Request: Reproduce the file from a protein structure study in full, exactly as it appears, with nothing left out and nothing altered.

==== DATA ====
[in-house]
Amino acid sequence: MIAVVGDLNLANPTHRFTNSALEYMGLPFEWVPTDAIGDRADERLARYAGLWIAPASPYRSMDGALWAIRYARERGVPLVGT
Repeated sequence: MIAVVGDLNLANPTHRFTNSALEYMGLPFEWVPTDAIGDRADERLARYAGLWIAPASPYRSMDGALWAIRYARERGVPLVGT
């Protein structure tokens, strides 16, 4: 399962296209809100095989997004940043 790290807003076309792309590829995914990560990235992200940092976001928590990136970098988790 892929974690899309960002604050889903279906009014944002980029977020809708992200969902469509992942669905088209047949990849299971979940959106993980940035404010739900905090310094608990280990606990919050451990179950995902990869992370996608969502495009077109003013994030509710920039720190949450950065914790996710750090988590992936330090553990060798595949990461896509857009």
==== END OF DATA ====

[in-house]
Amino acid sequence: MIAVVGDLNLANPTHRFTNSALEYMGLPFEWVPTDAIGDRADERLARYAGLWIAPASPYRSMDGALWAIRYARERGVPLVGT
Repeated sequence: MIAVVGDLNLANPTHRFTNSALEYMGLPFEWVPTDAIGDRADERLARYAGLWIAPASPYRSMDGALWAIRYARERGVPLVGT
């Protein structure tokens, strides 16, 4: 399962296209809100095989997004940043 790290807003076309792309590829995914990560990235992200940092976001928590990136970098988790 892929974690899309960002604050889903279906009014944002980029977020809708992200969902469509992942669905088209047949990849299971979940959106993980940035404010739900905090310094608990280990606990919050451990179950995902990869992370996608969502495009077109003013994030509710920039720190949450950065914790996710750090988590992936330090553990060798595949990461896509857009």